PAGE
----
When the class file is compiled, the field engine table is consulted and the field names of the fields to be placed on the requested form are retrieved. The field names specified in the field engine table are then associated with corresponding fields in the form. In this manner, the markup language for displaying the form is constructed so the field names will be returned with the corresponding form response data when the completed form is submitted to the software component.
The software component provided herein can also receive the submission of response data associated with each of the field names. This occurs in response to the submission of the completed form by a user. When the software component receives the response data, the software component saves the response data in the output table having the same name as the completed form. The software component also saves the response data for each field in the field of the output table having the same name as the field name of the field. Because the field names of the form fields are the same as the names of the data fields in the output database, the software component does not have to be hard-coded with the field names. Therefore, the software component also does not have to be modified if a form is added to an application or if a field on an existing form is modified.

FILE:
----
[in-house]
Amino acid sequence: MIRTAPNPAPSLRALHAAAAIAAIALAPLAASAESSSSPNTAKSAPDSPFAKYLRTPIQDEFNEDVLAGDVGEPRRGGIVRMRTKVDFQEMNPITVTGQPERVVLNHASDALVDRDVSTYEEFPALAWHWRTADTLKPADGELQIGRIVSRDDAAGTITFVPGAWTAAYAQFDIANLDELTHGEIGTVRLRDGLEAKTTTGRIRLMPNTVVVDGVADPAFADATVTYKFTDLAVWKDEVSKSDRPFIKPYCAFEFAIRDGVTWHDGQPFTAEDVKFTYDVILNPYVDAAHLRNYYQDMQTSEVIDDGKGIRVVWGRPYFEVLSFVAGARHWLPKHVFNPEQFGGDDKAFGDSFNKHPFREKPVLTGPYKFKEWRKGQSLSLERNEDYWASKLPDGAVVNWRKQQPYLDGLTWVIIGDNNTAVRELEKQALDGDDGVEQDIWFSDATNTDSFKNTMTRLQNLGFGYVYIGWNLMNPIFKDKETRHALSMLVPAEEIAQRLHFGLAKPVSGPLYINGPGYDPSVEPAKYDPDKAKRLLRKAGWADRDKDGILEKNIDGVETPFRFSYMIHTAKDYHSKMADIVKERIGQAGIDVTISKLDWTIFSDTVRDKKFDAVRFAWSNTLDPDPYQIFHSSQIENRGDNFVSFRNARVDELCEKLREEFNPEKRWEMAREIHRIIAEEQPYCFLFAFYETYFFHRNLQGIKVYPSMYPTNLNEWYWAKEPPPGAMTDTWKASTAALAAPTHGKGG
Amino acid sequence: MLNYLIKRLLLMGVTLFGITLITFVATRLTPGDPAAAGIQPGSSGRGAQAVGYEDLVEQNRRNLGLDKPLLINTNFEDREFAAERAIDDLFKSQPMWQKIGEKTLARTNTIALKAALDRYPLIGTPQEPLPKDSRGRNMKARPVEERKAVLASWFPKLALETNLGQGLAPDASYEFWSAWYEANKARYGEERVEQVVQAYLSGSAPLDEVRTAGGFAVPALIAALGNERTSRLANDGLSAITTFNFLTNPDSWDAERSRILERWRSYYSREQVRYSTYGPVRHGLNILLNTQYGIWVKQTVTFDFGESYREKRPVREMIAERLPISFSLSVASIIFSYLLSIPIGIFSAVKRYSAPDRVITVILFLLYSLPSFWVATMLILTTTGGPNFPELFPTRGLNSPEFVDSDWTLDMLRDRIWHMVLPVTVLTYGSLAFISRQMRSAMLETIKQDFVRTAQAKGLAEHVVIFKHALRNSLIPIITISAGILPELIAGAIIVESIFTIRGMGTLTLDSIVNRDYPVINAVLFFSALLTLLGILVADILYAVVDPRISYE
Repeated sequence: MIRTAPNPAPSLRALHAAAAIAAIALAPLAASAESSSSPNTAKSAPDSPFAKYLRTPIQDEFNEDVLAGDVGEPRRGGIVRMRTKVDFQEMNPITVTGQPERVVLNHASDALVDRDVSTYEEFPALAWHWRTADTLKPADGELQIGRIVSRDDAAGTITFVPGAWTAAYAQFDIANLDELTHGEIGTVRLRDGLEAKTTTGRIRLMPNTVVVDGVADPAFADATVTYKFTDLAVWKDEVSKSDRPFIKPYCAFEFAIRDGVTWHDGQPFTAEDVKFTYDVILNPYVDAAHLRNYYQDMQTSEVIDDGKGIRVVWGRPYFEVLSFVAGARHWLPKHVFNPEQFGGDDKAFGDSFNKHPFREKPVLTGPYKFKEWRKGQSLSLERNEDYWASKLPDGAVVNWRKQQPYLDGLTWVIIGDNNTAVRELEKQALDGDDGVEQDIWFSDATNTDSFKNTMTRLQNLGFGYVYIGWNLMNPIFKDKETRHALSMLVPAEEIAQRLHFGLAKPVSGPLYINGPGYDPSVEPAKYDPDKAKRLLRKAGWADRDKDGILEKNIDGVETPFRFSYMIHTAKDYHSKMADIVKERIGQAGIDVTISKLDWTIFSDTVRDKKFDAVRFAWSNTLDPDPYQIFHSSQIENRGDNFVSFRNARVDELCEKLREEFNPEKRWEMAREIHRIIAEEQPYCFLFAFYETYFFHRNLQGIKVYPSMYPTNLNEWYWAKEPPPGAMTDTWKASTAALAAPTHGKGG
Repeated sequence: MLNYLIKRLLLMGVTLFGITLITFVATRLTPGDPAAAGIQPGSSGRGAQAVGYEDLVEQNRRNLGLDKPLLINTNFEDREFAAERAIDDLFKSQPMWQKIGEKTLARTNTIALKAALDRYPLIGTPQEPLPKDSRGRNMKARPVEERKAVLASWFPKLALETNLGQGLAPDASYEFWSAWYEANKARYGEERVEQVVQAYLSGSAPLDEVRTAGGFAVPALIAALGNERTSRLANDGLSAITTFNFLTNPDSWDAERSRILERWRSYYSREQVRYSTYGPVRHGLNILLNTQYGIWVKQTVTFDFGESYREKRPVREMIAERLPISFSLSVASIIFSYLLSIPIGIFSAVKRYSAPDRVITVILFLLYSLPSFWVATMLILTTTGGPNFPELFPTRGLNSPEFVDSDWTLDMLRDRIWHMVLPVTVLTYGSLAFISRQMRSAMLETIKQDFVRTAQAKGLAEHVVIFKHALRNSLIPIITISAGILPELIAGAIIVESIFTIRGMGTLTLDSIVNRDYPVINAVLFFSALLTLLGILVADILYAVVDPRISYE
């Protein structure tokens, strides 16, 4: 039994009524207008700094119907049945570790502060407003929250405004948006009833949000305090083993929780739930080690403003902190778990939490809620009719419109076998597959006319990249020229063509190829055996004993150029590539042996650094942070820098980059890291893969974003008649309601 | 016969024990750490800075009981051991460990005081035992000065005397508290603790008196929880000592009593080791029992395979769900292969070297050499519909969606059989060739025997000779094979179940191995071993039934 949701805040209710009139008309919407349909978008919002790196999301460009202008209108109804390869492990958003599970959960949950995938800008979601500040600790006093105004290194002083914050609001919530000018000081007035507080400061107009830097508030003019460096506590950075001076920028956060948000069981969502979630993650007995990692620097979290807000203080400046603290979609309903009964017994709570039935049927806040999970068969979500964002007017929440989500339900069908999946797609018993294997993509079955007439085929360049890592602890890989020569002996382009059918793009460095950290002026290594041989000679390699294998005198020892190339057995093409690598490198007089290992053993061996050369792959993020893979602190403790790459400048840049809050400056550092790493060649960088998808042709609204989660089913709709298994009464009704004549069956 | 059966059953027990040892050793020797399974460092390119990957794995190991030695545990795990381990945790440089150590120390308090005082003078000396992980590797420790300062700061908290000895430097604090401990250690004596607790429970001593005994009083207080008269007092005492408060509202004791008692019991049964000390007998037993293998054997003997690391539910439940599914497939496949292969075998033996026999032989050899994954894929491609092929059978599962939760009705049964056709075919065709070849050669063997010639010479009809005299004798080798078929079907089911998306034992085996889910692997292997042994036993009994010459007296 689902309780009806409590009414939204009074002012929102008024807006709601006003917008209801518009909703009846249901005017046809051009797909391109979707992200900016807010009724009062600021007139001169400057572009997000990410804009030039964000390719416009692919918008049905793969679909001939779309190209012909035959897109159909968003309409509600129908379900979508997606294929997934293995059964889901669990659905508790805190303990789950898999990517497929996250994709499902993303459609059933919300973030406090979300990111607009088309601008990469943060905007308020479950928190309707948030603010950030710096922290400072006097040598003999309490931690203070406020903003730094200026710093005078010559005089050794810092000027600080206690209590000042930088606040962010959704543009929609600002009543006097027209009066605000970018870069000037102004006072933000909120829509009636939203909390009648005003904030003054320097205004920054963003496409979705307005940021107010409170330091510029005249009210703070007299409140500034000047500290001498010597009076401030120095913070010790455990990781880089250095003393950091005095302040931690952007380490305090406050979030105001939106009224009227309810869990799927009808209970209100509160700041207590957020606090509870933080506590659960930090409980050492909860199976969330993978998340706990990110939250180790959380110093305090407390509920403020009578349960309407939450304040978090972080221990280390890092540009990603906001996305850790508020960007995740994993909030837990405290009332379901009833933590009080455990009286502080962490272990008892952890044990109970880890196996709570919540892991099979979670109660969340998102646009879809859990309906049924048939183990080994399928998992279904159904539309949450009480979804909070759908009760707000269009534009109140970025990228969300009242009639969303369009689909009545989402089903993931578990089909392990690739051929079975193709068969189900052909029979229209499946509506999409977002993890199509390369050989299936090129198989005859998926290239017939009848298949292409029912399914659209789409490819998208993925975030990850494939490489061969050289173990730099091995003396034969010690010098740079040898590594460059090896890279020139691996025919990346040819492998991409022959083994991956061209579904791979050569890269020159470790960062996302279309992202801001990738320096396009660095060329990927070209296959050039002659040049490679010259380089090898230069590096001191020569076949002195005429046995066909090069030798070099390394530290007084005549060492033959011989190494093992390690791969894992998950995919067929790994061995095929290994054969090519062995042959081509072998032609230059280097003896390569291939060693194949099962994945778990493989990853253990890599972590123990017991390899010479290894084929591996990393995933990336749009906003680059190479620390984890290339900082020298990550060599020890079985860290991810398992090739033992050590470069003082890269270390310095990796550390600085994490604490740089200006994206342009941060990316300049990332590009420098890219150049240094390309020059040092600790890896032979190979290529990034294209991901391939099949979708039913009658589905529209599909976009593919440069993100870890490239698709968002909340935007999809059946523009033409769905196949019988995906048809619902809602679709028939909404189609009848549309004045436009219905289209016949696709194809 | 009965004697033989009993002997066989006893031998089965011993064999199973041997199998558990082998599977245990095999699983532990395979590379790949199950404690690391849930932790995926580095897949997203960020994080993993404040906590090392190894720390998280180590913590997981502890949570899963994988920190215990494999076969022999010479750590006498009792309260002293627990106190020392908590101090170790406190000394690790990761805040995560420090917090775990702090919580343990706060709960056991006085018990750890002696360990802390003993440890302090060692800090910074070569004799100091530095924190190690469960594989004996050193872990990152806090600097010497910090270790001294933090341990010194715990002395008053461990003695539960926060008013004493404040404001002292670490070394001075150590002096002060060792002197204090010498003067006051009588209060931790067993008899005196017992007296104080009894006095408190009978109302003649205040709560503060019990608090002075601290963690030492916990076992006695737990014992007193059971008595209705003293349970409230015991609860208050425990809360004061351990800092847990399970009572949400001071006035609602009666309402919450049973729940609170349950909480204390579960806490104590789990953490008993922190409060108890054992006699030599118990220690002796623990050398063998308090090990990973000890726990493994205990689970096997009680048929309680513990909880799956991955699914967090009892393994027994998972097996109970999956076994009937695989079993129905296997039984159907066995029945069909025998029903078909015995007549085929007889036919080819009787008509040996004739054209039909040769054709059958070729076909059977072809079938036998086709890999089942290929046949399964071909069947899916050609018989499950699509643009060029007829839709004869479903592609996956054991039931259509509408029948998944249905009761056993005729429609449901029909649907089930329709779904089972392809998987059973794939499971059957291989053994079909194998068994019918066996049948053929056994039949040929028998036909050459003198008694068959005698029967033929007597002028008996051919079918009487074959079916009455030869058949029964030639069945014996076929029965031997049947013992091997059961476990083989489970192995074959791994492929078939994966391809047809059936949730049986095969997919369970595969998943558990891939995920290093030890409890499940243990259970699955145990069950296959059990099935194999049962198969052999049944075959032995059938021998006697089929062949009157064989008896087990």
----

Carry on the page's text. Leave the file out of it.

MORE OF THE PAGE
The present invention also provides an apparatus and computer-readable medium for presenting forms and publishing form data. Additional details regarding the present invention will be provided in the detailed description that follows.
The present invention is directed to a method, computer system, and computer-readable medium for presenting forms and publishing form data. Aspects of the present invention may be embodied in an executable software component for providing the functionality described herein. Additionally, aspects of the present invention may be embodied in software components utilized in conjunction with a Web server application program, such as the IPLANET WEB SERVER, provided by IPLANET E-COMMERCE SOLUTIONS—A SUN|NETSCAPE ALLIANCE, of Palo Alto, Calif.